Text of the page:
< Florida Shipwrecks and Treasures
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Florida Shipwrecks and Treasures

Over the last 400 years, many ships have used Florida's coastal waters. Explorers and settlers arrived in Florida by ship. Soon, Spain began taking the riches of the Aztec and Incan empires to Europe. Silver and gold-laden treasure ships sailed along the Florida coastline. But many ships were wrecked because of hurricanes, coastal reefs, shallow shores, and even pirates.

Marine salvage (recovery) was very profitable in Florida by the time it became a U.S. territory in 1821. Florida Indians and crews from Havana often competed for the cargo of wrecked ships in Florida waters.

In modern times, many of the wrecked vessels have been discovered. Some are in waters shallow enough to be explored. Some have yielded treasures for divers and salvagers. The wrecks tell stories about Florida's history and importance to shipping.

The Tierra Firme fleet sailed from South America heading home to Spain. The fleet of 27 ships had a cargo estimated at more than $250 million, including silver from Peru and Mexico, gold and emeralds from Colombia, and pearls from Venezuela. Two ships, the Atocha and the Santa Margarita, were lost in the Florida Keys during a hurricane. Three hundred and eighty lives were lost when the two ships went down.

In 1985, salvager Mel Fisher found the Atocha in the Florida Keys. The Spanish treasure galleon contained tons of treasure. Mel Fisher's Treasure Exhibit in Key West showcases Fisher's search for underwater treasure. Recovered artifacts and gold pieces are on display.

The Nuestra Espana fleet was one of the last treasure fleets to cross the Atlantic Ocean for Spain. On Friday 13, 1733, the ships left Havana on the return voyage. The fleet consisted of three armed galleons and eighteen merchant ships filled with tanned hides, rare spices, precious jewels, silver and gold, all of which were needed for the economic survival of Spain.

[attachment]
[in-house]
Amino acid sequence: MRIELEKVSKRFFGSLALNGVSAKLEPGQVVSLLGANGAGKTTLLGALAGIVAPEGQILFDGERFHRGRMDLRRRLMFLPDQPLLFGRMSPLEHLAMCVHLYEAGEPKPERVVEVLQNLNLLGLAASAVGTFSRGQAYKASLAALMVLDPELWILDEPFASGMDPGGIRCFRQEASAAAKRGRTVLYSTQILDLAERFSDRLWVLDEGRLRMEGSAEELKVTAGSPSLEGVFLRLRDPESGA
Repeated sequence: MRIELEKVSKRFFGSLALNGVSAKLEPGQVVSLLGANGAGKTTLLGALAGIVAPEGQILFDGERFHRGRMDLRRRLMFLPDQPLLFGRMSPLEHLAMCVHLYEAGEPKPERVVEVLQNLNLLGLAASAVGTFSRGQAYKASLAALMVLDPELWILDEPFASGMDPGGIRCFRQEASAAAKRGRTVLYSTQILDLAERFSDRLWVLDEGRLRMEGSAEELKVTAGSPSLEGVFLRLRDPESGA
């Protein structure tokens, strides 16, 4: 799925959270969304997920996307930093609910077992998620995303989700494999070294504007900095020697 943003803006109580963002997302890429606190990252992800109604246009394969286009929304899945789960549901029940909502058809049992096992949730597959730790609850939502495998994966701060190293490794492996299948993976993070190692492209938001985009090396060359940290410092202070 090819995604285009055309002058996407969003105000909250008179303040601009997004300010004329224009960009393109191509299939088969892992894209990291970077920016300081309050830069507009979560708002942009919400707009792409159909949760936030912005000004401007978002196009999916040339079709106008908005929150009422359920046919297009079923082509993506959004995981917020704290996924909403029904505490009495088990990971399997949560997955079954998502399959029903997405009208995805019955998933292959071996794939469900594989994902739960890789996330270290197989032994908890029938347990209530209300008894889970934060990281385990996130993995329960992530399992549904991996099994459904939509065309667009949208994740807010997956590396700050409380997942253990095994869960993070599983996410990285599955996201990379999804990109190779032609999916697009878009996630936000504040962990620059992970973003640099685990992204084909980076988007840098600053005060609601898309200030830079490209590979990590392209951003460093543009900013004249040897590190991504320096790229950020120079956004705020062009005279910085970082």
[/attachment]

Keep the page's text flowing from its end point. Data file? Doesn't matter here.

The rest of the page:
The ships were grounded in the Florida Keys during a hurricane. The remains of the fleet were scattered over 80 miles throughout the keys. The San Pedro's remains were burned to the waterline by the Spanish to prevent looting by pirates. Locations of the wrecks were charted on an official map. Salvage work continued for years. When a final calculation of salvaged materials was made, more gold and silver had been recovered than had been listed on the original lists of cargo.

Professional archaeologists have studied 13 known shipwrecks from the fleet. A Florida Underwater Archaeological Preserve is open at the San Pedro site for divers. The San Pedro is among the most picturesque of the 1733 wreck sites. She is located in a white sand pocket surrounded by turtle grass. Abundant marine life inhabits her grave. A large pile of ballast stones contains flat, red bricks from the ship's galley. This site is one of Florida's oldest artificial reefs, host to a variety of sea creatures living amidst ballast stones and coral heads.

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